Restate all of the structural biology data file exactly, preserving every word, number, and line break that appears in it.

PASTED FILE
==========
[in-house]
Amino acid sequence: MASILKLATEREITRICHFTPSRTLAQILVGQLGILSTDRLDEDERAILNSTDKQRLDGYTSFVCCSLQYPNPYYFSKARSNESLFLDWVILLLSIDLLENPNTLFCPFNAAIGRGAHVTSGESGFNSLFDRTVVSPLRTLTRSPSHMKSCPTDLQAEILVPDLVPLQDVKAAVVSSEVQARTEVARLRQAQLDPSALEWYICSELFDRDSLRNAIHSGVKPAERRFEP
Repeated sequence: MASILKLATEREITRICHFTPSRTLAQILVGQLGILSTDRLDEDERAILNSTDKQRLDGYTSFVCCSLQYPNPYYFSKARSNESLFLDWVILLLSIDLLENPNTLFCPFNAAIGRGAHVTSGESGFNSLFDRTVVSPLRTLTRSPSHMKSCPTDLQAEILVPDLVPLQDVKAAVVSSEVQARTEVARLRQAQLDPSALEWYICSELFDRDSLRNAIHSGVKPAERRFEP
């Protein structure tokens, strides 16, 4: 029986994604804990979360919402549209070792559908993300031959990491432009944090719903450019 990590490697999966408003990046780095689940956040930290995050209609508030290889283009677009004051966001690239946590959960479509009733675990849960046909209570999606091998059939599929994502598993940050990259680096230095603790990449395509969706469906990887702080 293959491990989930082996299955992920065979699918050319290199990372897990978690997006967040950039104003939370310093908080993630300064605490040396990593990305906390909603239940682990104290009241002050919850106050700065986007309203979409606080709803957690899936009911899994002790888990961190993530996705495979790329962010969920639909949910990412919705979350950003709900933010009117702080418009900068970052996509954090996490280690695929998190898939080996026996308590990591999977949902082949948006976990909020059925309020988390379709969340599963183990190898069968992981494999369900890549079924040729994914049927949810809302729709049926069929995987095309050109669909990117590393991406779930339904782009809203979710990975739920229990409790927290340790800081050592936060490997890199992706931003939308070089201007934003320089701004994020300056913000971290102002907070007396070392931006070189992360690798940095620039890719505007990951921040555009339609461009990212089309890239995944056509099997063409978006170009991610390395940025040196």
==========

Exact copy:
[in-house]
Amino acid sequence: MASILKLATEREITRICHFTPSRTLAQILVGQLGILSTDRLDEDERAILNSTDKQRLDGYTSFVCCSLQYPNPYYFSKARSNESLFLDWVILLLSIDLLENPNTLFCPFNAAIGRGAHVTSGESGFNSLFDRTVVSPLRTLTRSPSHMKSCPTDLQAEILVPDLVPLQDVKAAVVSSEVQARTEVARLRQAQLDPSALEWYICSELFDRDSLRNAIHSGVKPAERRFEP
Repeated sequence: MASILKLATEREITRICHFTPSRTLAQILVGQLGILSTDRLDEDERAILNSTDKQRLDGYTSFVCCSLQYPNPYYFSKARSNESLFLDWVILLLSIDLLENPNTLFCPFNAAIGRGAHVTSGESGFNSLFDRTVVSPLRTLTRSPSHMKSCPTDLQAEILVPDLVPLQDVKAAVVSSEVQARTEVARLRQAQLDPSALEWYICSELFDRDSLRNAIHSGVKPAERRFEP
């Protein structure tokens, strides 16, 4: 029986994604804990979360919402549209070792559908993300031959990491432009944090719903450019 990590490697999966408003990046780095689940956040930290995050209609508030290889283009677009004051966001690239946590959960479509009733675990849960046909209570999606091998059939599929994502598993940050990259680096230095603790990449395509969706469906990887702080 293959491990989930082996299955992920065979699918050319290199990372897990978690997006967040950039104003939370310093908080993630300064605490040396990593990305906390909603239940682990104290009241002050919850106050700065986007309203979409606080709803957690899936009911899994002790888990961190993530996705495979790329962010969920639909949910990412919705979350950003709900933010009117702080418009900068970052996509954090996490280690695929998190898939080996026996308590990591999977949902082949948006976990909020059925309020988390379709969340599963183990190898069968992981494999369900890549079924040729994914049927949810809302729709049926069929995987095309050109669909990117590393991406779930339904782009809203979710990975739920229990409790927290340790800081050592936060490997890199992706931003939308070089201007934003320089701004994020300056913000971290102002907070007396070392931006070189992360690798940095620039890719505007990951921040555009339609461009990212089309890239995944056509099997063409978006170009991610390395940025040196």